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Obama may bring leadership, rather than obstruction, to climate change talks

Obama may bring leadership, rather than obstruction, to climate change talks

Obama may bring leadership, rather than obstruction, to climate change talks
November 6, 2008

The election of Barack Obama as president of the United States may bring a new era of U.S. leadership on climate.

Obama, who is rumored to be considering the creation of a cabinet-level position (“climate czar”) for guiding U.S. climate policy, has said repeatedly that climate change is one of the greatest challenges facing the world. He has voiced support for a “Green Jobs” initiative to promote economic growth and transition away from polluting fossil fuel-dependence. Obama has also expressed the need to establish binding limits on greenhouse gas emissions via an international agreement.

Achim Steiner, head of the U.N. Environment Program (UNEP), told Reuters that an Obama presidency could transform the U.S. from an obstructor to a leader of climate talks.

“The world’s leading economy… has moved from being a brake on progressive policy-making to potentially becoming a locomotive,” he said.

Yvo de Boer, Executive Secretary of the UN Framework Convention on Climate Change (IPCC), agreed.

“It is impossible to advance on this important topic without the full engagement of the United States,” de Boer told AFP.

“I am very encouraged by the stated commitment of Senator Obama to the issue of climate change, and I really hope that he or his representatives can come to the climate change conference in Poznan [the December IPCC climate meeting in Poland] and speak to his vision of the way forward.”

The change in leadership may help bring China — which has now surpassed the U.S. as the world’s largest polluter — to the climate bargaining table.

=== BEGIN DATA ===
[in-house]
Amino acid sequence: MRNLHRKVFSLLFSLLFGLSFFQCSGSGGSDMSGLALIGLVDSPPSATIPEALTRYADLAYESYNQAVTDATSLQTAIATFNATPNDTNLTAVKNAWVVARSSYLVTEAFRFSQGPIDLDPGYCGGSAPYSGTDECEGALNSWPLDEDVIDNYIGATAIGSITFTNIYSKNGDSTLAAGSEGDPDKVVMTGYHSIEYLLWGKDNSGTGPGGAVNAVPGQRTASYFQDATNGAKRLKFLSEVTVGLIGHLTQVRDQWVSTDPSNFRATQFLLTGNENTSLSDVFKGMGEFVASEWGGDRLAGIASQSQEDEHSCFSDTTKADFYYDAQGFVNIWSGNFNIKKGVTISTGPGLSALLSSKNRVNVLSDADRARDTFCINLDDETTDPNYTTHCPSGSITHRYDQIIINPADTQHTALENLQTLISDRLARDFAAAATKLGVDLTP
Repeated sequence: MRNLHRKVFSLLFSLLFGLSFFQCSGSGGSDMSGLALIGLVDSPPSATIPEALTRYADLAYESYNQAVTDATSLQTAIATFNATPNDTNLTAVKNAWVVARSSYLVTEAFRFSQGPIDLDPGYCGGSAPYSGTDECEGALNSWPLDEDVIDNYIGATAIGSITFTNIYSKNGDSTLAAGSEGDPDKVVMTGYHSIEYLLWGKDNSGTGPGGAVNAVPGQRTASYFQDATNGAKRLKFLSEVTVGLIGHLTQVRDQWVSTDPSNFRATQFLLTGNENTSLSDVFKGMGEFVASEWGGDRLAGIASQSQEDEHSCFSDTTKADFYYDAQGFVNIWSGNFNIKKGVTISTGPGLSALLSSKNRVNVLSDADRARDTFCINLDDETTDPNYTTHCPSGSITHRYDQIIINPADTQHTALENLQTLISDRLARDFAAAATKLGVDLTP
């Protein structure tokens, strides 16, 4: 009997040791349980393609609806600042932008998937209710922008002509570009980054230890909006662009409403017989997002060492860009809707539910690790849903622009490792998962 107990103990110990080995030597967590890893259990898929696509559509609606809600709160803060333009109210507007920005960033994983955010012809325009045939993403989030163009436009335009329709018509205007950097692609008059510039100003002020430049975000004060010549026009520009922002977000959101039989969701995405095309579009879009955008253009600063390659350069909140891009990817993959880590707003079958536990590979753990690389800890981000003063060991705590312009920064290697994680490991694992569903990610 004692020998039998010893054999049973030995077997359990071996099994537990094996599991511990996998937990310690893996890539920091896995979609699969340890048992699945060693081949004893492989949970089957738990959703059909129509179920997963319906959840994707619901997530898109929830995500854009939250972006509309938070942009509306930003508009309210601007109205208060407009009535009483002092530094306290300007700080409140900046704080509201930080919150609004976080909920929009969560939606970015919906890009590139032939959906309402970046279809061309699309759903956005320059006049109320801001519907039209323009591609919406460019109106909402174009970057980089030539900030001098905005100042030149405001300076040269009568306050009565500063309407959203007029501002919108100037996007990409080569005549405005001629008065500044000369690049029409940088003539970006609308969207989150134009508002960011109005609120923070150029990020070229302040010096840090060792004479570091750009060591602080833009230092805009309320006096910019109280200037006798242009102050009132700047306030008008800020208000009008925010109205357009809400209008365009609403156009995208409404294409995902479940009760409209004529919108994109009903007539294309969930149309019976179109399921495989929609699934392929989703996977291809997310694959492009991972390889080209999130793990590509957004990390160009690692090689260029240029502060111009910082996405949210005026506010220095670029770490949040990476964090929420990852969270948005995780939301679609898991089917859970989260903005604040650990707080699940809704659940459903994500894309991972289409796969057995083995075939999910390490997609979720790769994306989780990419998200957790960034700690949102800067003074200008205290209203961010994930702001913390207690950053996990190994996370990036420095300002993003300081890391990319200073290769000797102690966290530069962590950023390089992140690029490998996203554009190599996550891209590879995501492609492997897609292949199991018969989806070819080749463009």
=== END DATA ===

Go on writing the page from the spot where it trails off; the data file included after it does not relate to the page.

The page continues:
“An Obama victory puts more pressure on China… because if the United States becomes more active, that will lift expectations on China as well,” Guan Qingyou, a climate policy researcher at Tsinghua University in Beijing, told Reuters.

China and other developing countries were excluded from emissions limits under the 1997 Kyoto Protocol, a point that provided ammunition for Bush Administration to staunchly oppose any agreements that would restrict emissions.

During the campaign Obama said he would work to put the U.S. on track to cut emissions 80 percent below 1990 levels by 2050. He is expected to roll out a cap-and-trade system which will auction carbon credits to emitters. The president-elect is also expected to pander less to the oil industry that the prior administration, instead promoting use of renewable energy including solar, wind, geothermal, and next generation biofuels.

  • UN climate chief seeks Obama input in December talks. AFP 5 Nov 08
  • Alister Doyle. Obama climate shift could add pressure on China Reuters 6 Nov 08
  • Deborah Zabarenko. Could Obama appoint a “climate czar”? Reuters 6 Nov 08

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